the midst of downtown SLC you can find a number of venues with shows
coming through on an almost nightly basis. But when summer kicks off,
the Salt Lake City Arts Council starts bringing the heat and give the
venues a run for their money.
The Twilight Concert Series brings in some of the best acts it can year after year to perform live at the Gallivan Center, completely free and usually filling the plaza beyond capacity. Not to be outdone throughout the week they also present the Brown Bag concert series, where vicariously you can see a local band perform every day of the week at noon. I got a chance to chat with Casey Jarman about his role and work with the Council, chatting up both concert series and what to expect, as well as his thoughts on other topics.
Gavin: Hey Casey! First off, tell us a little bit about yourself.
Casey: Not much to tell you really, born and raised here in SLC.
Gavin: How did you get involved with the Salt Lake Arts Council?
Casey: I have been with the Arts Council for around 25 years. I was producing local concerts, spending time being a musician and working part time as a geologist. I walked into the Arts Council offices to see if they needed help and started working on the Brown Bag Concert Series.
Gavin: What were some of the projects you've worked on or been a part of over the years?
Casey: I started the Living Traditions Festival in 1986 and the Twilight Concert Series in 1988 and have been working on the Brown Bag Concert Series since 1984.
Gavin: How did the idea of the Twilight Concert Series come about?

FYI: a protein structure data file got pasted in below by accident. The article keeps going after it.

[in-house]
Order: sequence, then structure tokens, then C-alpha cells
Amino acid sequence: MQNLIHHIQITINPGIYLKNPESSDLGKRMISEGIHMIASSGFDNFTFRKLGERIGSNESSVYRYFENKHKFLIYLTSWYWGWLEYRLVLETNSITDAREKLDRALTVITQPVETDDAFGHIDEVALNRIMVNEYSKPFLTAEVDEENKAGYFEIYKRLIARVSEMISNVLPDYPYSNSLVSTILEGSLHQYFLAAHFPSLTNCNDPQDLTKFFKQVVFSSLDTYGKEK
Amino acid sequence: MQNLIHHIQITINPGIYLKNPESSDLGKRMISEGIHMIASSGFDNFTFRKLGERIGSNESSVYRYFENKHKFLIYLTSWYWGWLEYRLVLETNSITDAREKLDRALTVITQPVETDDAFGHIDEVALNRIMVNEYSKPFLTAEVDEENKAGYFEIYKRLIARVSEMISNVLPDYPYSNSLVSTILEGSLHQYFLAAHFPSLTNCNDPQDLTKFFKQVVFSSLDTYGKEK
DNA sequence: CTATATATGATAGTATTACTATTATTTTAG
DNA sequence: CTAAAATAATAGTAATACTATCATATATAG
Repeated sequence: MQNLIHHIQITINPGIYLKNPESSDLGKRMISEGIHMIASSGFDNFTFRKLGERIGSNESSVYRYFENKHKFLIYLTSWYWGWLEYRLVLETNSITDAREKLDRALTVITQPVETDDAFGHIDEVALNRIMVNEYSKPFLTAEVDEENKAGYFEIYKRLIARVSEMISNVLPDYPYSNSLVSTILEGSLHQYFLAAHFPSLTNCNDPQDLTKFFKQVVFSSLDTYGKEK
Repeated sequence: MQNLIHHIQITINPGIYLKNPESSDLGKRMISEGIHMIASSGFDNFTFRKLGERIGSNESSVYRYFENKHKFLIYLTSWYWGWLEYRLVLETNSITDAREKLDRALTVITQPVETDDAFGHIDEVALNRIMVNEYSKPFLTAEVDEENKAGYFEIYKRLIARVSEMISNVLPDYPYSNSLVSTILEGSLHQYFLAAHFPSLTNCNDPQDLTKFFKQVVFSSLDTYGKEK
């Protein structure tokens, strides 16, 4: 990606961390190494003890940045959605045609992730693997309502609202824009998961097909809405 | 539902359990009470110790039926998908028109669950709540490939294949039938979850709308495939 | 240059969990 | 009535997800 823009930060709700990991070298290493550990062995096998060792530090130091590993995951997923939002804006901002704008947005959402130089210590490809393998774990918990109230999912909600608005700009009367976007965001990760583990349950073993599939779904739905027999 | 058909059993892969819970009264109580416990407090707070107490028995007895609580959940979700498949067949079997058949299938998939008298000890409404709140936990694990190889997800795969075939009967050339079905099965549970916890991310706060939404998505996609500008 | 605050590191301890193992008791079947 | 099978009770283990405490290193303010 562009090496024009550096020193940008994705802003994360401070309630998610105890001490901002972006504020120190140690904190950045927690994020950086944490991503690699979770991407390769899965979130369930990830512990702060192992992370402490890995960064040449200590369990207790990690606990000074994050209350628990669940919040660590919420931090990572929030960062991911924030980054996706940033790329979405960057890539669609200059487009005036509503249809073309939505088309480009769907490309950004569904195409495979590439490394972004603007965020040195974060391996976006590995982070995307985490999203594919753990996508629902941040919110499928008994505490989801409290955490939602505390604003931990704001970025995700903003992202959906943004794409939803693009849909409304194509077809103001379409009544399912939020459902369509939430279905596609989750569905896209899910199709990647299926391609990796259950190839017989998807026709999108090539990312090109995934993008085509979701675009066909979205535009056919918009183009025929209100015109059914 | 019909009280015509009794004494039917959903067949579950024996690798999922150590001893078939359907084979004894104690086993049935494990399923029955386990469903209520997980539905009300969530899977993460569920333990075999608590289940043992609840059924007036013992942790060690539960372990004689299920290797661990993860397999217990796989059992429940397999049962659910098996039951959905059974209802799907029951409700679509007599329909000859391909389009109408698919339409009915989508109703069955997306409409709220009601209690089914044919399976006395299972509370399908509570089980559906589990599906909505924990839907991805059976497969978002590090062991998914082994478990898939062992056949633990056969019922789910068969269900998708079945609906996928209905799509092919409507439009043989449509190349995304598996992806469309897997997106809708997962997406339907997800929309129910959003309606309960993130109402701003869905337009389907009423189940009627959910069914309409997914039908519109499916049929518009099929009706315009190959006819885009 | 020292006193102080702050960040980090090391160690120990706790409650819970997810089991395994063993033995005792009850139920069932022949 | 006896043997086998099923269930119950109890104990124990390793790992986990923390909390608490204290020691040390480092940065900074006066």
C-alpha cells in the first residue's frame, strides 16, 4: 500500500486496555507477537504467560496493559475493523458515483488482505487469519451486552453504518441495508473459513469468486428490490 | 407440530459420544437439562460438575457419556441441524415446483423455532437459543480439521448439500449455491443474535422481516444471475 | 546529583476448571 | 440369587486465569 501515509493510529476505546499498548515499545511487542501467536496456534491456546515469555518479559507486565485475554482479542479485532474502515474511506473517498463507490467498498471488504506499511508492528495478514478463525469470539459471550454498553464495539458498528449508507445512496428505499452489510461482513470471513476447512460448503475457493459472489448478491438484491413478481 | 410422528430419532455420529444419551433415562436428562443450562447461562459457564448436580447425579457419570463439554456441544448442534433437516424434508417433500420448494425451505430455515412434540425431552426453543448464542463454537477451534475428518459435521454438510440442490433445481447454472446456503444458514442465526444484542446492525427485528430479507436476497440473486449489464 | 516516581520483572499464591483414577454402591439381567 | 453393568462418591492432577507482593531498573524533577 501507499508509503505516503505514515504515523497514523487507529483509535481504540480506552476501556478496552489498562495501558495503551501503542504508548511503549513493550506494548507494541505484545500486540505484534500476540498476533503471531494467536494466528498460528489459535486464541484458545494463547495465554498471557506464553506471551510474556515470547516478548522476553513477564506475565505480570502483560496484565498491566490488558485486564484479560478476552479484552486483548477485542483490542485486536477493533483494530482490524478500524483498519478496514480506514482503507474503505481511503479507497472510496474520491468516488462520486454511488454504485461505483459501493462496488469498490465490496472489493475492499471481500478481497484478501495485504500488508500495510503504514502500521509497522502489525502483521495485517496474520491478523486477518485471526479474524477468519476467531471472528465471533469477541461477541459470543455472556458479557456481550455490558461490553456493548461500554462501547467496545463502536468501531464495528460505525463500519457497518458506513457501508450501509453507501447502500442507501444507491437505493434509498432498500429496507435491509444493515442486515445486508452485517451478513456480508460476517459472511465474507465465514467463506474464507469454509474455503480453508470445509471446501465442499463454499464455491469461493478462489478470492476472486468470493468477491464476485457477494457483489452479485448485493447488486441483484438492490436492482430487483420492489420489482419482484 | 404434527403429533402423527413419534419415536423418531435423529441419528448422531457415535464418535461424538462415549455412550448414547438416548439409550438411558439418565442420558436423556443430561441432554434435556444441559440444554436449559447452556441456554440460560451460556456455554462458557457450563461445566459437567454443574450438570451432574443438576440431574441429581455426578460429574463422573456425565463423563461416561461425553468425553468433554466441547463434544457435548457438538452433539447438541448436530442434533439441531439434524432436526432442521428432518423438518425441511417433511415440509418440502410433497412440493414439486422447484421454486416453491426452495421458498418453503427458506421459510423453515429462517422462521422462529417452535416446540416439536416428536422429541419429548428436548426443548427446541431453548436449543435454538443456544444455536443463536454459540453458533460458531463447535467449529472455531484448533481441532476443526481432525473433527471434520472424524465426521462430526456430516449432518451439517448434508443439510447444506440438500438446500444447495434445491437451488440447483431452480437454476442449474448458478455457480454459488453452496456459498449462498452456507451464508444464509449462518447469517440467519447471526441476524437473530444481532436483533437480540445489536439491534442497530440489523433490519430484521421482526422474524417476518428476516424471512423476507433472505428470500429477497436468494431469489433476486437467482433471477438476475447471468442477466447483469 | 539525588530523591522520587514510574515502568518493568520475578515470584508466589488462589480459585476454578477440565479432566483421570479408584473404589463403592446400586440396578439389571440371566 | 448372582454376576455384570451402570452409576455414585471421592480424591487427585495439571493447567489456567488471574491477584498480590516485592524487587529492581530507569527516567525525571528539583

Casey: I was coordinating the Brown Bag Concert Series and the Arts Council had an NEA grant and wanted to expand the series to more dates. I proposed the idea a new evening concert series held downtown during the week for those people unable to make the Brown Bag Concert Series during the day. Originally it was called the Brown Bag Twilight Series and changed to the Twilight Concert Series a few years later.
Gavin: Considering the other stuff you plan, was it difficult to set up or did it come off easy?
Casey: Way different from today. In the beginning the Twilight Concert Series was held at the Salt Lake Arts Center amphitheater, next to Abravanel Hall. It was pretty much a one man show although I had one other staff person to help with the series, I ran lights and sound and we would set-up the stage in the morning then hurry over and run the Brown Bag Concert Series, wrap that and run back to finish setting up for Twilight. After the show we had to take down the stage, lights and sound. We would get out of there at about 1AM. Very fun the early days of the series. I can’t remember what the budget was in those days, maybe a 10th of what it is today. I had a Volkswagen Van and that served as the production vehicle for many years. The artists were mostly local, there was modern dance and a few touring artists.